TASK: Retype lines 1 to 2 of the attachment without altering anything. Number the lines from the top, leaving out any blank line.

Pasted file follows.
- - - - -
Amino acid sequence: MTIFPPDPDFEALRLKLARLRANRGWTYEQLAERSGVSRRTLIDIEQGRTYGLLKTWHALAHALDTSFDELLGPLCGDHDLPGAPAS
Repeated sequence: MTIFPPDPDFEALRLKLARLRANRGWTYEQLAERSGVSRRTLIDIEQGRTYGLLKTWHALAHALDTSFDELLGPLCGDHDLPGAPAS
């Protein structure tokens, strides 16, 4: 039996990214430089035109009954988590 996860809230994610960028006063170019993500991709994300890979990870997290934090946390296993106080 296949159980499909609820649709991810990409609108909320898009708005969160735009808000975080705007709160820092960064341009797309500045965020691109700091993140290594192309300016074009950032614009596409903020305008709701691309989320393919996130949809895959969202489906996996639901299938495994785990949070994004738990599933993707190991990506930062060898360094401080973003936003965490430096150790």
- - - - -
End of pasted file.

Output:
Amino acid sequence: MTIFPPDPDFEALRLKLARLRANRGWTYEQLAERSGVSRRTLIDIEQGRTYGLLKTWHALAHALDTSFDELLGPLCGDHDLPGAPAS
Repeated sequence: MTIFPPDPDFEALRLKLARLRANRGWTYEQLAERSGVSRRTLIDIEQGRTYGLLKTWHALAHALDTSFDELLGPLCGDHDLPGAPAS